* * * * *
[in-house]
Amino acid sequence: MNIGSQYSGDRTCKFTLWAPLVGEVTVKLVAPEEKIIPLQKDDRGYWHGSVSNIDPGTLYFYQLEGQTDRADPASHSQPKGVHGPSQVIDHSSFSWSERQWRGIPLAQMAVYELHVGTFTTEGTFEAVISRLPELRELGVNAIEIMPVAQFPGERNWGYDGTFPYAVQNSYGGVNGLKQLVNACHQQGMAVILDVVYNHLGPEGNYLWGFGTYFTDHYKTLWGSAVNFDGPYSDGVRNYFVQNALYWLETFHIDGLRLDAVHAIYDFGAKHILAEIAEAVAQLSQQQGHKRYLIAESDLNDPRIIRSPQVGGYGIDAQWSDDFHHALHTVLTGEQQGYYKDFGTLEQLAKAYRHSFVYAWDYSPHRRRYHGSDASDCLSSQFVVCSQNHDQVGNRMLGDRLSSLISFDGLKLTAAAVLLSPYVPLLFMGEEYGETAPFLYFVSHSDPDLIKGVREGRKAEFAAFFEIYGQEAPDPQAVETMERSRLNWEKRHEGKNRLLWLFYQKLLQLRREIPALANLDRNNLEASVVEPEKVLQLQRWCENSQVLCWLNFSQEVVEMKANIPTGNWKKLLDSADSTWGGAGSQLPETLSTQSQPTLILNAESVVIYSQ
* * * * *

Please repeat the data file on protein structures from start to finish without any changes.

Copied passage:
[in-house]
Amino acid sequence: MNIGSQYSGDRTCKFTLWAPLVGEVTVKLVAPEEKIIPLQKDDRGYWHGSVSNIDPGTLYFYQLEGQTDRADPASHSQPKGVHGPSQVIDHSSFSWSERQWRGIPLAQMAVYELHVGTFTTEGTFEAVISRLPELRELGVNAIEIMPVAQFPGERNWGYDGTFPYAVQNSYGGVNGLKQLVNACHQQGMAVILDVVYNHLGPEGNYLWGFGTYFTDHYKTLWGSAVNFDGPYSDGVRNYFVQNALYWLETFHIDGLRLDAVHAIYDFGAKHILAEIAEAVAQLSQQQGHKRYLIAESDLNDPRIIRSPQVGGYGIDAQWSDDFHHALHTVLTGEQQGYYKDFGTLEQLAKAYRHSFVYAWDYSPHRRRYHGSDASDCLSSQFVVCSQNHDQVGNRMLGDRLSSLISFDGLKLTAAAVLLSPYVPLLFMGEEYGETAPFLYFVSHSDPDLIKGVREGRKAEFAAFFEIYGQEAPDPQAVETMERSRLNWEKRHEGKNRLLWLFYQKLLQLRREIPALANLDRNNLEASVVEPEKVLQLQRWCENSQVLCWLNFSQEVVEMKANIPTGNWKKLLDSADSTWGGAGSQLPETLSTQSQPTLILNAESVVIYSQ